22 Defendant Committed a Criminal Act, but the Act was Excusable or Justifiable  Self-defense the right of a person who is unlawfully attacked cannot use more force than appears reasonably necessary deadly force can only be used if the person believes there is eminent danger of death or serious bodily harm  Defense of property reasonably non-deadly force however, some states have “Make My Day laws” which allow for deadly force against unwarranted intrusion  Defense of others use of reasonable force you can use it if the person attacked can claim self-defense

23 Review  Ms. George kept a pistol in her home as protection against intruders. One evening, she heard a noise in the den and went to investigate. Upon entering the room, she saw a man stealing her television. The burglar, seeing the gun, ran for the window, but Ms. George fired and killed him before he could escape.  In a trial for manslaughter, Ms. George pleaded self-defense. Would you find her guilty?  Would your answer be any different if we had a Make My Day Law in GA?

24 Review  Coach Hutto has a legal handgun to protect his home against intruders and against increasing crime in his neighborhood. One night, Takeshi, a 16-year old Japanese exchange student, walks up to Mr. Peter’s driveway looking for a party. Takeshi thinks Hutto is hosting the party and begins yelling and waving his arms. Coach Hutto gets scared, retrieves his handgun, and points it at Takeshi while yelling “Freeze!” Takeshi does not understand English and keeps walking toward Hutto. Thinking he is an intruder, Hutto shoots and kills Takeshi at the front steps of his house.  Coach Hutto is charged with first degree murder. Does he have a defense?

25 Review  The owner of a jewelry store spots a shoplifter stealing an expensive necklace. Can the owner use force to prevent the crime? Is so, how much?

26 Defendant Committed a Criminal Act but is Not Criminally Responsible for his or her Actions  Infancy under 7, legally incapable of committing a crime ages 7-14 also considered in that category, but has exceptions ○ e.g., 12-yr. old boy was charged with murder of 6 yr. old girl when attempting a wrestling move in “tough on crime” law  Intoxication so drunk or high they didn’t know what they were doing voluntary intoxication is generally NOT a defense ○ exception=if crime requires proof of specific mental state e.g., sometimes can claim that because of drunkenness, a person could not have formed the intention to kill; if the mental state existed before getting drunk, it would not be a defense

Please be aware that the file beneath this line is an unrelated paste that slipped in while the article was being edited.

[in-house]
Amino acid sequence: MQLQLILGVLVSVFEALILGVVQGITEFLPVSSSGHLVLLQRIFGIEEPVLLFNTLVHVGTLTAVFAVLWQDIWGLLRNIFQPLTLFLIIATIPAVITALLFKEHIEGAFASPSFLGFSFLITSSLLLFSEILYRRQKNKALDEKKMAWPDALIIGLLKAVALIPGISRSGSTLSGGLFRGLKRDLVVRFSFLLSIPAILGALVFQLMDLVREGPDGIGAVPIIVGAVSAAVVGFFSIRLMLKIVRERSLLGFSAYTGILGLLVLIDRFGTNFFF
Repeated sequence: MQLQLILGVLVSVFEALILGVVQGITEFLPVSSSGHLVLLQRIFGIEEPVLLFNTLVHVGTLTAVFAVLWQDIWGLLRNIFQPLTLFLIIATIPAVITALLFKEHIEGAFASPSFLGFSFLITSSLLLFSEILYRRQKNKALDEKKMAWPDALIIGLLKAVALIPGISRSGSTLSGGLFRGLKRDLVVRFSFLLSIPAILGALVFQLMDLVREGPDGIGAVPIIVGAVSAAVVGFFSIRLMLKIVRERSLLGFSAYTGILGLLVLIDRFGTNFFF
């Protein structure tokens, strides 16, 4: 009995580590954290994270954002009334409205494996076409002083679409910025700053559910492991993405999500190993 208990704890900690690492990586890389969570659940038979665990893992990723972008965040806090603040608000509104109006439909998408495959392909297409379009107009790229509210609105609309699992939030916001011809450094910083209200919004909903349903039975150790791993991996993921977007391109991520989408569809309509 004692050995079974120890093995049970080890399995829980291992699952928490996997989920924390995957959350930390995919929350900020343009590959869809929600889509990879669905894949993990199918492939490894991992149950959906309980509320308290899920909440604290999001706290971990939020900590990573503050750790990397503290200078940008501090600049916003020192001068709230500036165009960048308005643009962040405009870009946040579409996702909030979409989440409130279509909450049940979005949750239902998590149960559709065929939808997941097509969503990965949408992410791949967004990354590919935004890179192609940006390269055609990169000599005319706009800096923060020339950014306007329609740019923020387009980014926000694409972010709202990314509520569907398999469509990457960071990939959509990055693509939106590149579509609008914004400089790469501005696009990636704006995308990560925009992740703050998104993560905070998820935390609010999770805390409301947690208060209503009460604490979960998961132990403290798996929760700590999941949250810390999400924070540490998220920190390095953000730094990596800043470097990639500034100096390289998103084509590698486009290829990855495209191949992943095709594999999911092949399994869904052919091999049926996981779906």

27 Defendant Committed a Criminal Act but is Not Criminally Responsible for his or her Actions  Insanity people with a mental disorder shouldn’t get convicted if they didn’t know what they were doing or can tell the difference b/n right and wrong only applies if the person was insane at the time of the crime ○ some states have abolished the defense Person must be acquitted if they lack the substantial capacity to appreciate the nature of the act

28 Defendant Committed a Criminal Act but is Not Criminally Responsible for his or her Actions  Entrapment admits to criminal act, but claims he/she was induced or persuaded to commit the crime by a law enforcement officer entrapment is NOT just providing the opportunity to commit a crime, but that the defendant would not have committed the crime except for the officer difficult to prove and cannot be claimed in serious crimes involving serious injury

29 Can entrapment be claimed as a valid defense in any of the following cases?  Mary, an undercover police officer masquerading as a prostitute, approaches Edward and tells him that she’ll have sex with him in exchange for $50. Edward hands over the money and is arrested.  Answer: Maybe, maybe not; was he roaming the streets looking for a prostitute or was he lured into committing a crime